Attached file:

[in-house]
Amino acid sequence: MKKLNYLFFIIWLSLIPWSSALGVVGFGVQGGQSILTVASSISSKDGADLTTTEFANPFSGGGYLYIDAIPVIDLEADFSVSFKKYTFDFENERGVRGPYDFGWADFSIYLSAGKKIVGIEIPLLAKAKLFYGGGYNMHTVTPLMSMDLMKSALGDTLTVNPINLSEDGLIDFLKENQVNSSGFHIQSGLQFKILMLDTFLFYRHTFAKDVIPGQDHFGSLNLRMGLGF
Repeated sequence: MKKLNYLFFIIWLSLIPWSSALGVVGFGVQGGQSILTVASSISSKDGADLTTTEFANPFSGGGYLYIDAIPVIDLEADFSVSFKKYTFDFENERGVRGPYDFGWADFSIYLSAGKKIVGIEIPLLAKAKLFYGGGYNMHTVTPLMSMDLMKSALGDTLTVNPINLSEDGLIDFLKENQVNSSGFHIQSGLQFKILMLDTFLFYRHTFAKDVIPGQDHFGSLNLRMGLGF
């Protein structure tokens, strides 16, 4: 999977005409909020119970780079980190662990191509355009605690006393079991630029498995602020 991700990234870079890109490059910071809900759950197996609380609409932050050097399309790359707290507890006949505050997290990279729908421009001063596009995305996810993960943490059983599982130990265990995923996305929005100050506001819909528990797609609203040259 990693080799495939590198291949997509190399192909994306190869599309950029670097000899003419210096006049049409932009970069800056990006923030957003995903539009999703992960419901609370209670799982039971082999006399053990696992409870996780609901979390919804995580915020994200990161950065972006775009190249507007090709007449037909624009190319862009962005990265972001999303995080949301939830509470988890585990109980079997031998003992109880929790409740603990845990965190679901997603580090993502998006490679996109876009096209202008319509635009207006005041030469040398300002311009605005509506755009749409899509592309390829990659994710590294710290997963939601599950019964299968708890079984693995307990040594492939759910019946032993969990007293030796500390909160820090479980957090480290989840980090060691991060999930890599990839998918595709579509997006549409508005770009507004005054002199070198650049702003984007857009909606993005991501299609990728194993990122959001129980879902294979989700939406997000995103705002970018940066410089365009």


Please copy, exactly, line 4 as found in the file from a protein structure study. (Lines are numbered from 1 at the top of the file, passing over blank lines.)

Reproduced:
């Protein structure tokens, strides 16, 4: 999977005409909020119970780079980190662990191509355009605690006393079991630029498995602020 991700990234870079890109490059910071809900759950197996609380609409932050050097399309790359707290507890006949505050997290990279729908421009001063596009995305996810993960943490059983599982130990265990995923996305929005100050506001819909528990797609609203040259 990693080799495939590198291949997509190399192909994306190869599309950029670097000899003419210096006049049409932009970069800056990006923030957003995903539009999703992960419901609370209670799982039971082999006399053990696992409870996780609901979390919804995580915020994200990161950065972006775009190249507007090709007449037909624009190319862009962005990265972001999303995080949301939830509470988890585990109980079997031998003992109880929790409740603990845990965190679901997603580090993502998006490679996109876009096209202008319509635009207006005041030469040398300002311009605005509506755009749409899509592309390829990659994710590294710290997963939601599950019964299968708890079984693995307990040594492939759910019946032993969990007293030796500390909160820090479980957090480290989840980090060691991060999930890599990839998918595709579509997006549409508005770009507004005054002199070198650049702003984007857009909606993005991501299609990728194993990122959001129980879902294979989700939406997000995103705002970018940066410089365009």